• Your monthly outgoings now, including essentials like rent/mortgage, bills, and food
  • Your monthly outgoings in the future, as far as you can estimate – e.g. do you plan to pay university fees for your children? Or do you have debts that will be paid off soon?
  • How much you want to cover the potential costs associated with treatment and recovery, in case you became critically ill
  • How much you want to cover the cost of potential home alterations needed after being diagnosed with a critical condition
  • How much you have in savings or other assets that you could use to offset your need for critical illness cover

With any kind of insurance, it’s also worth bearing in mind that your needs might change over time – they could go up, down, or stay the same. What you’d need to cover in terms of monthly expenses if you claimed in 5 years’ time, for example, might be different to what you’d need if you claimed in 20 years’ time. This all needs factoring in when choosing what kind of cover to go for.

Anorak tip: We usually recommend making sure you buy a level of cover that would support you if you couldn't work – but how long you'd want that protection for is ultimately up to you. Essentially it’s about weighing up the cost of being covered with how much risk you’re happy to live with.

The right amount of cover for you

As you can see, there's lots to think about when working out whether you need cover in the first place – and, if you do, what amount of critical illness cover is the right amount for you. Working all of this out by yourself can be tricky. Often, you just need someone to bounce ideas off.

This is why Anorak exists. We're an independent online broker for critical illness cover – which means we're here to help you make the right decisions when protecting yourself and your family in case of illness. When you use our service online or over the phone, you get:

  • Free, independent, regulated advice about exactly what you need
  • Help choosing the right policy and insurer for you from the whole market
  • Peace of mind that you're doing the right thing when buying cover
Let's work out how much critical illness cover you need. First, what's your age bracket?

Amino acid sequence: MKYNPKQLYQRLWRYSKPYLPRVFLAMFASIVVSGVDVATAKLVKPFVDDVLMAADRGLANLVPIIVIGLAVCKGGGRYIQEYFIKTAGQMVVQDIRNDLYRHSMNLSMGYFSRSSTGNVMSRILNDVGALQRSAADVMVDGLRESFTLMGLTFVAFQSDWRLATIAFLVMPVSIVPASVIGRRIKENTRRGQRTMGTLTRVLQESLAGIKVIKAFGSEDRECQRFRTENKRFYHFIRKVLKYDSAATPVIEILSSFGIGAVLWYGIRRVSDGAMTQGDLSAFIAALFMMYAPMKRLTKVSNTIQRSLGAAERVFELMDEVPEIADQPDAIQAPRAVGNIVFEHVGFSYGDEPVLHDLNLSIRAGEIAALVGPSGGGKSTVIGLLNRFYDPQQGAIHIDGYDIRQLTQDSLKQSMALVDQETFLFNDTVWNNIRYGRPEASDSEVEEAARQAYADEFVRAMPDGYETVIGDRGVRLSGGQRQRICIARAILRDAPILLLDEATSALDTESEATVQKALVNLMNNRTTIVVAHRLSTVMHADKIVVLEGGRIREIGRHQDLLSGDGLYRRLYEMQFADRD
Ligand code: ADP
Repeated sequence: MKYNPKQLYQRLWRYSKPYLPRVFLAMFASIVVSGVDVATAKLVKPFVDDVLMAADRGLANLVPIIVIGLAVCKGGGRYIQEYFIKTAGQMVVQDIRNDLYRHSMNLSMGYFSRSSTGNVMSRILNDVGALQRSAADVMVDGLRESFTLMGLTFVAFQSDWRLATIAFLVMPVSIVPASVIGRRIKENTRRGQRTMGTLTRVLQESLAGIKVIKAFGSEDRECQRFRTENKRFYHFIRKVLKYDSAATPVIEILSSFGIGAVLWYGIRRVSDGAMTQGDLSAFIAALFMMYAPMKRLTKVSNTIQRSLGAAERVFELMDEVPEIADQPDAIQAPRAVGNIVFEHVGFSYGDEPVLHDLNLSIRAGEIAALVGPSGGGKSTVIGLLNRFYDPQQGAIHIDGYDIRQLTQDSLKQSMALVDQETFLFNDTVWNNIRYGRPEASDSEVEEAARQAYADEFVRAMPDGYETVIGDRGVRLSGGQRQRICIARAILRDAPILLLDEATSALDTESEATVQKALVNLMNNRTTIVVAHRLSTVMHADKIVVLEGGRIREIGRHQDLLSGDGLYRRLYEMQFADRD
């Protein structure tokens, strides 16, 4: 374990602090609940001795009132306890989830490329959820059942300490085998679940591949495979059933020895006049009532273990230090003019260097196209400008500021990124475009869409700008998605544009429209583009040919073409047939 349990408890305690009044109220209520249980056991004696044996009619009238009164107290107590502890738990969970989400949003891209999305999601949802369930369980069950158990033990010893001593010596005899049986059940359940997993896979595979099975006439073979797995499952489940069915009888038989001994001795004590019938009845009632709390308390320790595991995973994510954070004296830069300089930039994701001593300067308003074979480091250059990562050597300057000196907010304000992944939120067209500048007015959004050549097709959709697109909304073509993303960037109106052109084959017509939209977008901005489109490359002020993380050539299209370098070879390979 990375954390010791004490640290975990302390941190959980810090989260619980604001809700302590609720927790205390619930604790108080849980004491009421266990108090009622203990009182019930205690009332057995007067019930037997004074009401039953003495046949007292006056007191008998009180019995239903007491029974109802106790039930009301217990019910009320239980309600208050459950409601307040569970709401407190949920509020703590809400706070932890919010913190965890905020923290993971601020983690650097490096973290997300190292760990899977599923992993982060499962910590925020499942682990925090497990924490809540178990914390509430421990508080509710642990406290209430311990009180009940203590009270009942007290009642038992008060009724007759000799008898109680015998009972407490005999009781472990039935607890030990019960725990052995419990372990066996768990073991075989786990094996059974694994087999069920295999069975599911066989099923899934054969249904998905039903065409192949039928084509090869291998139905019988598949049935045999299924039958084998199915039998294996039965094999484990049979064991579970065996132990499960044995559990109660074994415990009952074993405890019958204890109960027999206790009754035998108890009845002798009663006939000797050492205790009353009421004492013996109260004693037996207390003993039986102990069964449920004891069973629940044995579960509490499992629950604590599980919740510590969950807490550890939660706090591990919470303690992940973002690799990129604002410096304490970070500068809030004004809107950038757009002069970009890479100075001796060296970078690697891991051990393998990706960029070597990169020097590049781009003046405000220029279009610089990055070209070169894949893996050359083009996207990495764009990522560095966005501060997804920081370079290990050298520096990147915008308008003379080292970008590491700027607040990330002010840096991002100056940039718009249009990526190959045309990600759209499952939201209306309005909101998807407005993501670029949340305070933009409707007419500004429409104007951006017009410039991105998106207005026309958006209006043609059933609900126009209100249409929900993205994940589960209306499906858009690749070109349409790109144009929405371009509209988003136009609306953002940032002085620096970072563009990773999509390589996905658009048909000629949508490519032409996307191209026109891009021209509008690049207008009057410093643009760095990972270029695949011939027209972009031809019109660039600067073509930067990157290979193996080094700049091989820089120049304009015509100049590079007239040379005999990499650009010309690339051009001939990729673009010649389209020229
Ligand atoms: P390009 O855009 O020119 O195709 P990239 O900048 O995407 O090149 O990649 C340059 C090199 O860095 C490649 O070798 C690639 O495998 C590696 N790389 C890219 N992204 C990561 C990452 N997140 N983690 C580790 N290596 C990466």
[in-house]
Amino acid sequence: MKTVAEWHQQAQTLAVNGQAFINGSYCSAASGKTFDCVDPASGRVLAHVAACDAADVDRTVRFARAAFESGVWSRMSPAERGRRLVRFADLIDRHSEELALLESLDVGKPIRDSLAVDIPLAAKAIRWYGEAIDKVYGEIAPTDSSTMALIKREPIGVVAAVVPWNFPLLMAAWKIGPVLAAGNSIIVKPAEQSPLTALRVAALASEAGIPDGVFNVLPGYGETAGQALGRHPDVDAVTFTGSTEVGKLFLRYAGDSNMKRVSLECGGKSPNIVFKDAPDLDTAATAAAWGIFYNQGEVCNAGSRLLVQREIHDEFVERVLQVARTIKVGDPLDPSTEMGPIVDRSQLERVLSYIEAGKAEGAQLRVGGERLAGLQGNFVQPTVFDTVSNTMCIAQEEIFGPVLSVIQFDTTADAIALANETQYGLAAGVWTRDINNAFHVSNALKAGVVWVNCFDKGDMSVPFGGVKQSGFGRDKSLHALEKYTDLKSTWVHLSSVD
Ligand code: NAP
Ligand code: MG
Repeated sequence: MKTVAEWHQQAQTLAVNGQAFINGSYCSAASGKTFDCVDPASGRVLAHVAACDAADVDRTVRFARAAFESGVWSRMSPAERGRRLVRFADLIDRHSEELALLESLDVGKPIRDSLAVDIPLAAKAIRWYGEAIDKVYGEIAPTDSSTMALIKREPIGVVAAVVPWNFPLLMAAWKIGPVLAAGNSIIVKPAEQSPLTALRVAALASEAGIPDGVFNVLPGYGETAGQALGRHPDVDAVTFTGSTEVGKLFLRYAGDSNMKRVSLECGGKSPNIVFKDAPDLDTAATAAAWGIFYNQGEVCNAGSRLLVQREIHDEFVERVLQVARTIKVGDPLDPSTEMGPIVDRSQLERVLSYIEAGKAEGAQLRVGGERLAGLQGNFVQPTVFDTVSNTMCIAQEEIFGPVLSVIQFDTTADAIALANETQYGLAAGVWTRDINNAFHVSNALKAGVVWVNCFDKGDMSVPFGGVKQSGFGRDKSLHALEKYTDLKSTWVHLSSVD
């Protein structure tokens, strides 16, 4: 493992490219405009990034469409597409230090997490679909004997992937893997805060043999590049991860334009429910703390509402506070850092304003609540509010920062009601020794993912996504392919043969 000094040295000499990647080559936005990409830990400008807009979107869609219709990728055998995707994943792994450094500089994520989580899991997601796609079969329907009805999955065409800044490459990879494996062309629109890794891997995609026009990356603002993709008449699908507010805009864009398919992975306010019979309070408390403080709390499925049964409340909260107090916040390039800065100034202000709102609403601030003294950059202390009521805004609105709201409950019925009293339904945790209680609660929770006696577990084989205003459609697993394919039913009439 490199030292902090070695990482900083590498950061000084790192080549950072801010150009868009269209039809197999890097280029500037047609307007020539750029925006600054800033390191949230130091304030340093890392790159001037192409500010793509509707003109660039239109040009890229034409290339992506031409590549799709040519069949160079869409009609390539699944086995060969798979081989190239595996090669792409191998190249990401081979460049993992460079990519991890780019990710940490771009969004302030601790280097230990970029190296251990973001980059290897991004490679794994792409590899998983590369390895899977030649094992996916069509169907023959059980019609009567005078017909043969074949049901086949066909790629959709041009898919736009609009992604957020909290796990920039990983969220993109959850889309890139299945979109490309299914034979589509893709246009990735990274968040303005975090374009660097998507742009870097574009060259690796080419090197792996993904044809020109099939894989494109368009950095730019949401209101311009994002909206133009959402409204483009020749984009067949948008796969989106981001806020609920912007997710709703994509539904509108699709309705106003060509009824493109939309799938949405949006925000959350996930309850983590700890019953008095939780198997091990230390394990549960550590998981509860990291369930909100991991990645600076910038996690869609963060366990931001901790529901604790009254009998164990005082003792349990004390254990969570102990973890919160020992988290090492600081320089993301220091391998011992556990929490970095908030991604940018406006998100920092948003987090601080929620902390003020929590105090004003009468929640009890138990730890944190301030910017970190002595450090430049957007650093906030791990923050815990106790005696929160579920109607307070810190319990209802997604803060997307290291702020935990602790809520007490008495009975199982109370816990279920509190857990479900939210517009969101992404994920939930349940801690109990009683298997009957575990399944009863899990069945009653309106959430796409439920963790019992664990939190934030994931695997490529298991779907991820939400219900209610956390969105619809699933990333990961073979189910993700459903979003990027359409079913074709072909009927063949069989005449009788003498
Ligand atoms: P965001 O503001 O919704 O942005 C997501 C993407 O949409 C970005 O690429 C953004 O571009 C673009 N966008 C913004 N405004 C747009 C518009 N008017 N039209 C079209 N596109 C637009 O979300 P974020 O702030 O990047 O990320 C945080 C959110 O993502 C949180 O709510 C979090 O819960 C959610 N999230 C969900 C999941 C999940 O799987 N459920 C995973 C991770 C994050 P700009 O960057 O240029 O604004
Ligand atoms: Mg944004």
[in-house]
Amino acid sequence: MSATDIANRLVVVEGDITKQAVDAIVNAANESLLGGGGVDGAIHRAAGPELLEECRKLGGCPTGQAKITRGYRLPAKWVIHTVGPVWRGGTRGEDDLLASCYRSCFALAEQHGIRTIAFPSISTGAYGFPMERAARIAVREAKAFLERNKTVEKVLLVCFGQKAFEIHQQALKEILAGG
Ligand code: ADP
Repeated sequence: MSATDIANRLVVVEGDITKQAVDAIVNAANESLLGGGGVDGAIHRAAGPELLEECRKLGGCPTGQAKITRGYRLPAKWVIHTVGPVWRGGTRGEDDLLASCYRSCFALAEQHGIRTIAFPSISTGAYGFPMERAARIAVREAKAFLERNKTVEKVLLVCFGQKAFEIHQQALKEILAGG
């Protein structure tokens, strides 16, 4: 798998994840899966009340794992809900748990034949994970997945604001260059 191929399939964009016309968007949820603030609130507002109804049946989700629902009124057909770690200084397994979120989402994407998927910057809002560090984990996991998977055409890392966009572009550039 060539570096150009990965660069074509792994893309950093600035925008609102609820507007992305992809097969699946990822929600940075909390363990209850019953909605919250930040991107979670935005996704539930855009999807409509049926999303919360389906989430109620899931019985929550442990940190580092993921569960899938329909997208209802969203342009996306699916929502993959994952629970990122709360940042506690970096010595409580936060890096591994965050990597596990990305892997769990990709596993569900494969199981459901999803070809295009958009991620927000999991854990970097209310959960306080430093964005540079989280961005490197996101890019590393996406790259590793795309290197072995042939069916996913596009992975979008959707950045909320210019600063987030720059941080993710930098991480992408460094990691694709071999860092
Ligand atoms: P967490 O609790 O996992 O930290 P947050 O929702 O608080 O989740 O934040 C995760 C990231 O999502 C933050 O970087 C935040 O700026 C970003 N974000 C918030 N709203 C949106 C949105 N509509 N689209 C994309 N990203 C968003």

18-24
25-34
35-44
45+
Is getting critical illness cover worth it?
Critical illness cover is worth it if you think you’d struggle with the financial consequences of getting seriously ill. Becoming seriously ill can have a big financial impact on the household, especially if a breadwinner needs to take time off work. Critical illness cover provides financial peace of mind.
Is it better to take out critical illness cover or health insurance?
Critical illness cover and health insurance are two different types of insurance. Critical illness cover pays out if you’re diagnosed with a serious illness, helping you cope financially as you recover. Health insurance (or ‘private medical insurance’) covers you for medical treatment in specified places, often used to supplement the medical service you can access via the NHS. It’s up to you which scenario you’d prefer to be insured for, but it’s important to be clear about what each kind of insurance offers you before making your decision.
What is the average of critical illness claims paid out?
Over 90% of critical illness claims are paid out on average across the market. A critical illness policy will pay out immediately when you’re diagnosed with one of the illnesses or conditions as defined in your policy.
What is not covered by critical illness insurance?
Critical illness cover only covers you for the illnesses or conditions specified in your policy – so you won’t be covered if you’re diagnosed with something else. Terminal illness won’t be covered by a standalone critical illness policy, but might be by a combined policy; death won’t be covered by a standalone critical illness policy, but will be by a combined policy.

This post is intended for informative purposes only and does not constitute advice.